When in 1999, Pulitzer Prize-winning playwright and screenwriter David Mamet launched his own clothing line—The Joseph Morse Company label through Banana Republic outlets—those who had being paying attention to Mamet's writing weren't terribly surprised. Mamet has long expressed an appreciation for the vintage acoutrements of hunting, including a dying breed of masculinity. Mamet's screenplay for 1997's The Edge would seem to reflect a fictional fulfillment of the author's own wishes, with its well-heeled, bookish protagonist, who—after having been thrust into the wild—confesses, "For all my life, I've wanted to do something that was unequivocal."
Mamet has always been concerned with primal masculinity, usually depicting it at its most ugly and destructive. Mamet's plays tend to focus on the sharky dark side of the equation, but films, of necessity, have led Mamet to give equal time to the virtues of primal masculinity, tempered by society but waiting, beneath the surface, for rediscovery. The Edge (originally titled "Bookworm") makes an appealing hero of an idle billionaire. Charles Morse (Anthony Hopkins) is bored with his comfortable existence and quietly distressed at the creeping suspicion that his younger, fashion-model model wife Mickey (Elle Macpherson) loves his money but seeks sexual satisfaction elsewhere—in particular with a photographer named Bob (Alec Baldwin, amusingly following up on his beloved, nasty cameo in Mamet's Glengarry Glen Ross). For his part, Bob cultivates an ambiguous friendliness, telling Charles, ''Never knowing who your friends are, never knowing what people value you for. Must be tough.'' "Never feel sorry for a man who owns a plane," Charles replies.
Mamet effectively sets the stage by assembling his characters at a hunting lodge a stone's throw from the Alaskan wilderness, ostensibly as an opportunity for Bob to shoot Mickey for a going-native-themed spread, but partly as a retreat from civilization. Charles is a font of arcane knowledge, much of it pertinent to tribal cultures and survivalism. When Charles, Bob and Bob's assistant Stephen (Harold Perrineau) find themselves off the grid after surviving a seaplane crash (miles from where they were supposed to be), it's time for Charles to put up or shut up, employing his book-knowledge to save their lives. Most people lost in the wilds, they die of shame," Charles tells his fellows, not so reassuringly. "Because they didn't do the one thing that would save their lives...Thinking." As embodied by the ideally cast Hopkins, Charles seems likely to survive because of his resolute control, though before his adventure is over, he will give over at least temporarily to man's kill-or-be-killed nature.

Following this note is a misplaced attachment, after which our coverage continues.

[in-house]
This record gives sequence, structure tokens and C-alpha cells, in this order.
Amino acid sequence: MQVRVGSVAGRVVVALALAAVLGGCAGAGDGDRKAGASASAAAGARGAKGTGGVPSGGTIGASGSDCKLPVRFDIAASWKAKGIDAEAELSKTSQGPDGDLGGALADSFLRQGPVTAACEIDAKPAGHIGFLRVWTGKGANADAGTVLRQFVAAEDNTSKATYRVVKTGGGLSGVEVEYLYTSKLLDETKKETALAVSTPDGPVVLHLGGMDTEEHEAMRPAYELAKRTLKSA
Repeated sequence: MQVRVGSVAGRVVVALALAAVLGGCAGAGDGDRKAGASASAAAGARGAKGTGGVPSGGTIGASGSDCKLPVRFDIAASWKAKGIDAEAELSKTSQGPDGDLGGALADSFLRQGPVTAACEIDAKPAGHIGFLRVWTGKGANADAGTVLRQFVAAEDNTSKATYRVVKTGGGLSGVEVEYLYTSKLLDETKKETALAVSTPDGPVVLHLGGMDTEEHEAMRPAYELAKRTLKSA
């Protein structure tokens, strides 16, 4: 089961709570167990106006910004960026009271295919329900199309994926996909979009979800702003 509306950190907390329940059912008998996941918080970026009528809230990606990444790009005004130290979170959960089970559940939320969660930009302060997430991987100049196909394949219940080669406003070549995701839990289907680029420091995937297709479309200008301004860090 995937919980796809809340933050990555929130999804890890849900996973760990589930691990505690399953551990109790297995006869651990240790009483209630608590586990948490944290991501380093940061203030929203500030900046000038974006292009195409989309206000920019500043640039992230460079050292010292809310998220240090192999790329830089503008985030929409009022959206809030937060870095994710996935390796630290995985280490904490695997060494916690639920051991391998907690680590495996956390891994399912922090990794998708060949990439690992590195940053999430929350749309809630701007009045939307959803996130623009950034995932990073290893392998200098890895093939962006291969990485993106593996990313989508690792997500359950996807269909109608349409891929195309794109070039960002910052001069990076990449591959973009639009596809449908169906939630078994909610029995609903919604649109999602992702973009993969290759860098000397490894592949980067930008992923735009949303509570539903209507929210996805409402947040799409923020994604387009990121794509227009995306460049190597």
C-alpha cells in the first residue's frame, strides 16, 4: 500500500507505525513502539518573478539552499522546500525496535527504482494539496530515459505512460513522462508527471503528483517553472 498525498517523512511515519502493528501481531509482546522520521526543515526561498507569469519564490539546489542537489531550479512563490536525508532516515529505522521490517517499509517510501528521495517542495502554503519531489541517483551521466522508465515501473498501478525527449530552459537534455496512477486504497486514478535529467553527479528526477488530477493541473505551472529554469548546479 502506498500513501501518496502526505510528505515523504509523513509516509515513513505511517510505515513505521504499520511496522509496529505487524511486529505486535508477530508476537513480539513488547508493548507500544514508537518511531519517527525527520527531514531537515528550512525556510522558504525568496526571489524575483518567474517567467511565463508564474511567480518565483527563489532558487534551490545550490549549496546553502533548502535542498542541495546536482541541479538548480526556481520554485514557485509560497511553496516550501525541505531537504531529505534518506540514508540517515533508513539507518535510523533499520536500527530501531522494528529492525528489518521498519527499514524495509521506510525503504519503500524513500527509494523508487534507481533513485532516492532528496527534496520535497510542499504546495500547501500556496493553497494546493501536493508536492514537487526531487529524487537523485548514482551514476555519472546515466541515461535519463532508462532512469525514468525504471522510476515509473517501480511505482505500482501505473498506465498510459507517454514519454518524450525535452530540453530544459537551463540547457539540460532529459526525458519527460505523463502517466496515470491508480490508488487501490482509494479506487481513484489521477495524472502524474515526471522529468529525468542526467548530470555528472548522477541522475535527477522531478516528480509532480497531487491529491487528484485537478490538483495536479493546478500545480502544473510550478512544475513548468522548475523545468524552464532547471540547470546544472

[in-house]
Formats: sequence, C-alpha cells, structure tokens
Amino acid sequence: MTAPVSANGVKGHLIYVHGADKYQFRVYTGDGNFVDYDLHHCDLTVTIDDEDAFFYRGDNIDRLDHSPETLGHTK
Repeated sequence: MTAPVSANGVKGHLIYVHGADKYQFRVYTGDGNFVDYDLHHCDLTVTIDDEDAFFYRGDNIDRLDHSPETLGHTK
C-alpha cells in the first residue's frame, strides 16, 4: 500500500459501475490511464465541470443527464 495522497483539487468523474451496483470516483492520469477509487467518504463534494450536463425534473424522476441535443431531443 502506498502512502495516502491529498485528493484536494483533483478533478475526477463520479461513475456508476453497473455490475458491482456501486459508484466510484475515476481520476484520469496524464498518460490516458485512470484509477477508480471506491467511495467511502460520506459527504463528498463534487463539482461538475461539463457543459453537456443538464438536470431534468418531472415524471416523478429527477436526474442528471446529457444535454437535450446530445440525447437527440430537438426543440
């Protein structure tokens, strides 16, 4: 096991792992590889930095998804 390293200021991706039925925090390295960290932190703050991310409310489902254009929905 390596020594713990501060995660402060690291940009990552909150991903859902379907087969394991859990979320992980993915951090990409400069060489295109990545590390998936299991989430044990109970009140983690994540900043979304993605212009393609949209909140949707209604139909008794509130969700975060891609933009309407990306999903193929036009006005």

Bob's macho bluster turns out to be mostly sizzle and no steak, and Charles invites tension by thinking aloud that Bob and Mickey intend to knock him off and live on his billions. Whether or not Bob can be trusted adds a layer of tension to an already dire situation, as the three men attempt to elude a hungry metaphor—err, bear (Hopkins' Legends of the Fall co-star Bart the Bear)—that has caught their scent. The test of these men is twofold: can they survive the wilderness, and can they survive each other? Through it all, Mamet spills plenty of his trademark witty dialogue; there's also a strikingly unusual, purely Mametian focus on objects, some of which become key to survival (a knife, a flare, a paper clip turned compass needle) and others that speak loudly as totems of cultural significance (a Native American oar on display in the lodge) or personal meaning to the characters (a gift wristwatch).
The Edge has been largely neglected, best remembered for its troubled road to the screen (the studio's clash with Baldwin, pastiched in Art Linson's What Just Happened; Hopkins nearly succumbing to pneumonia). Despite it all, director Lee Tamahori survived, turning in a satisfying adventure drama by serving the material without unnecessary flourishes: he knows he has Mamet, Hopkins, Baldwin, Bart and the elements, and he wisely chooses to stay out of the way. The result is one of Hollywood's most considered wilderness tales.
Other than a bit of telecine wobble at the outset, Fox's hi-def Blu-ray transfer of The Edge is very impressive. It's a pleasure to see this catalog title getting a re-release so soon, and particularly with it looking so sensational. The source is clean, and the film grain light and natural. Colors are bold and contrast and black level strong, abetting a pleasingly sharp image, and the film's emphasis on location work often lends a convincing dimensionality less common in studio-lit scenes. Another pleasant surprise comes in the form of the disc's robust DTS-HD Master Audio 5.1 surround mix; this isn't a movie with gunfire and car chases, mind you, but the mix offers thoughtful separation for outdoor ambience as well as delivering Mamet's dialogue with excellent clarity.
Sadly, the sole extra on the disc is the film's "Theatrical Trailer" (2:27, HD), but the film does pretty well speak for itself.
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